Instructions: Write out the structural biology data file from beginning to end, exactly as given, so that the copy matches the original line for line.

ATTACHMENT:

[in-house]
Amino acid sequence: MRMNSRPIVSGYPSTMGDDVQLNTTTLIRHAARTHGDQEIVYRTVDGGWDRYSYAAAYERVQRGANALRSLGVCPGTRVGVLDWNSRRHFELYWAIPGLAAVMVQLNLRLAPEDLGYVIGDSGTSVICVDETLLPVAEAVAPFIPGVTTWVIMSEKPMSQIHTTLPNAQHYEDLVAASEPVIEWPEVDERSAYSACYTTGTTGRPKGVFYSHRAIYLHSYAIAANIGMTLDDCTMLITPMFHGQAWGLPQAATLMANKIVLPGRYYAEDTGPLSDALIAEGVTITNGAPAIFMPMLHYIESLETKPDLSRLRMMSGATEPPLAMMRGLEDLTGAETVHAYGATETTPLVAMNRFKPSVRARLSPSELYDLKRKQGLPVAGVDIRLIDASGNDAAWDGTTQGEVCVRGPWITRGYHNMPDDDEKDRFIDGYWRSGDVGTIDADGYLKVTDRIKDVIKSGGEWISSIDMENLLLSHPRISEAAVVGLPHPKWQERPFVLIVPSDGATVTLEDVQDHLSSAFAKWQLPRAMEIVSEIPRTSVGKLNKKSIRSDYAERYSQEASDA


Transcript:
[in-house]
Amino acid sequence: MRMNSRPIVSGYPSTMGDDVQLNTTTLIRHAARTHGDQEIVYRTVDGGWDRYSYAAAYERVQRGANALRSLGVCPGTRVGVLDWNSRRHFELYWAIPGLAAVMVQLNLRLAPEDLGYVIGDSGTSVICVDETLLPVAEAVAPFIPGVTTWVIMSEKPMSQIHTTLPNAQHYEDLVAASEPVIEWPEVDERSAYSACYTTGTTGRPKGVFYSHRAIYLHSYAIAANIGMTLDDCTMLITPMFHGQAWGLPQAATLMANKIVLPGRYYAEDTGPLSDALIAEGVTITNGAPAIFMPMLHYIESLETKPDLSRLRMMSGATEPPLAMMRGLEDLTGAETVHAYGATETTPLVAMNRFKPSVRARLSPSELYDLKRKQGLPVAGVDIRLIDASGNDAAWDGTTQGEVCVRGPWITRGYHNMPDDDEKDRFIDGYWRSGDVGTIDADGYLKVTDRIKDVIKSGGEWISSIDMENLLLSHPRISEAAVVGLPHPKWQERPFVLIVPSDGATVTLEDVQDHLSSAFAKWQLPRAMEIVSEIPRTSVGKLNKKSIRSDYAERYSQEASDA